The Moorish Myrtle, History, and Recovery of Alhambra Garden Lost Species


The gardens of the Alhambra and the Generalife (Granada, Spain) present several hundred years old specimens of a very rare type of Myrtus. They are characterised by crowded, large leaves frequently arranged in trimerous whorls. The morphology of these myrtles proves to be peculiar and clearly sets the samples found in Granada as different from both wild specimens and other commonly cultivated forms. Compared studies reveal that this was the main type of myrtle used during the Middle Ages in the Islamic gardens of the Iberian Peninsula. Knowledge of this plant and its use has been lost in Europe since the Renaissance until the present day.
However it is still grown in the U.S. and Morocco In this article we analyse the identity of these plants; describe the importance of their use in the medieval gardens of al-Andalus; investigate the cultivation and knowledge of myrtle in classical, Medieval-Islamic and modern times; localise the plant’s distribution and identify the possible  outes of its dispersal from the Mediterranean to Northern Europe, America and South Africa. Knowledge of the plant’s historical importance can be used to reintroduce it in Europe and encourage cultivation in the U.S. This paper presents the results of the research project “Estudio Botánico e historiográfico de Myrtus en la Alhambra y Generalife”, supported by the Patronato de la Alhambra y Generalife and the Junta de Andalucía, which the authors are working on.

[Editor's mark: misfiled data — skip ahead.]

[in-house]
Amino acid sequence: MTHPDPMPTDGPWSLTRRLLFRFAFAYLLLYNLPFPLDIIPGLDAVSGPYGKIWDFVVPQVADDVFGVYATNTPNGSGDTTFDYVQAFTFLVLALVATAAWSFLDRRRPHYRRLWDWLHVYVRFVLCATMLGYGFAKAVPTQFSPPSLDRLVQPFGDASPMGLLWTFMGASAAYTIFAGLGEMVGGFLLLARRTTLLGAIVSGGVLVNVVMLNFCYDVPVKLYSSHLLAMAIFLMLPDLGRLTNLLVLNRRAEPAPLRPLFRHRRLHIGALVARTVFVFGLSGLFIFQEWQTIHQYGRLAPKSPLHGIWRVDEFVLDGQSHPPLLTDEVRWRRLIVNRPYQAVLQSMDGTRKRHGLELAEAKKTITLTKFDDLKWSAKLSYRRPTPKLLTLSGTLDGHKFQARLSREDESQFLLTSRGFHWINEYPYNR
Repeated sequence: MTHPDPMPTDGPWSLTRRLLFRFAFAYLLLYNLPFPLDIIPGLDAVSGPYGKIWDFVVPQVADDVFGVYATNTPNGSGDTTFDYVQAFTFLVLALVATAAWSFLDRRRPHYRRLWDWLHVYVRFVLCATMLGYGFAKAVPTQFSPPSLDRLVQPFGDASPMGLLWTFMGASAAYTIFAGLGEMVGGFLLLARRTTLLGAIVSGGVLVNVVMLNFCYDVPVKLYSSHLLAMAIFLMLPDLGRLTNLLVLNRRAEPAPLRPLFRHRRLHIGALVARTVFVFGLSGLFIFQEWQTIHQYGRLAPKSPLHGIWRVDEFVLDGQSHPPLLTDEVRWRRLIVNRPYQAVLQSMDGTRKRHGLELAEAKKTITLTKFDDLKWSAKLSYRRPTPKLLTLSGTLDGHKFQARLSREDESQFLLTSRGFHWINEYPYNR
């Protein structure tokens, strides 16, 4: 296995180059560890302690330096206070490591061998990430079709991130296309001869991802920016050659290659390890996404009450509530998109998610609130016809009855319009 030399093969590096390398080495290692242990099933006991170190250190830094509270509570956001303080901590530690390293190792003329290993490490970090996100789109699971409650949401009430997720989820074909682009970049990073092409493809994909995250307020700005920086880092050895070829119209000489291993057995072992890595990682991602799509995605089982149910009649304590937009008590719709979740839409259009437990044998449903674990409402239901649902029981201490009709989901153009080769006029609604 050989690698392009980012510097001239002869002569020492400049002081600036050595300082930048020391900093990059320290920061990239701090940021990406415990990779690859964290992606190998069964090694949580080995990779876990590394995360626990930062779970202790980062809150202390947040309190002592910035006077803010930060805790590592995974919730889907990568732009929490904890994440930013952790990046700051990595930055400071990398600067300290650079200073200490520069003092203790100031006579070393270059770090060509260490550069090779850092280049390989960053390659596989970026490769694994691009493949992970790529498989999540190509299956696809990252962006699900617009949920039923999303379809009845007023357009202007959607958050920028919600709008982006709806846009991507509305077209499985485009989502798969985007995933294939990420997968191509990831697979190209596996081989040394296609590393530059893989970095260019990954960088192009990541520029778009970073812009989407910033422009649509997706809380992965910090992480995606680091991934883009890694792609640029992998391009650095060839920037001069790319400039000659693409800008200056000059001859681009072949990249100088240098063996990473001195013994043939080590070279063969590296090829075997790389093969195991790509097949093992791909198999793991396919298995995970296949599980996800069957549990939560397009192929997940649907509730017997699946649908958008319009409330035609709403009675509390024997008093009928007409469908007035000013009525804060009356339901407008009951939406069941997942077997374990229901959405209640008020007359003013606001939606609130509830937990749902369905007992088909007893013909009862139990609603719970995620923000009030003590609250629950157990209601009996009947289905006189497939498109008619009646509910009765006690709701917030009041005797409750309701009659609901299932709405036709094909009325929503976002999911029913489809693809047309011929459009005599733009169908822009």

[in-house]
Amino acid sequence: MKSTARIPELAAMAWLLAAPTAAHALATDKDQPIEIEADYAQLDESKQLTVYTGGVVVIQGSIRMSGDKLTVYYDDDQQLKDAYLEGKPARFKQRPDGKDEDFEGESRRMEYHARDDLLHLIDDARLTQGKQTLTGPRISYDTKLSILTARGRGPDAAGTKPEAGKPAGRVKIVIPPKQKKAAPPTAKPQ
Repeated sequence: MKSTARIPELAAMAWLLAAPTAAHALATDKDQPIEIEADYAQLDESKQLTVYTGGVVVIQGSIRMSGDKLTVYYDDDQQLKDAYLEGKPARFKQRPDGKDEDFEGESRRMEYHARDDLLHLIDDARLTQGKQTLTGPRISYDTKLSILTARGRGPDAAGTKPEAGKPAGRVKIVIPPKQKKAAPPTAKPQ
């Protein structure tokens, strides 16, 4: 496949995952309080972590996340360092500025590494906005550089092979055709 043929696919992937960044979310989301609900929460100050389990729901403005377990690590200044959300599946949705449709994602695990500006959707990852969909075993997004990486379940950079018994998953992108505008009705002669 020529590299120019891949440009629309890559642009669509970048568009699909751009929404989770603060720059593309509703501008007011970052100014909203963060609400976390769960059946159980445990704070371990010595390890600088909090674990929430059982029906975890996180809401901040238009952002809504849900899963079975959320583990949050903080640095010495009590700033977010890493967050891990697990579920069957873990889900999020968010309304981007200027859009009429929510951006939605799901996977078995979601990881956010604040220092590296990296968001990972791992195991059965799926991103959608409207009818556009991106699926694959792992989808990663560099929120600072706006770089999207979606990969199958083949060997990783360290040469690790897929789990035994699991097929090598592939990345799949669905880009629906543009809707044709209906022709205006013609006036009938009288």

Text complete: 2012 The Moorish Myrtle, Acta horticulturae

 

This post is available in: English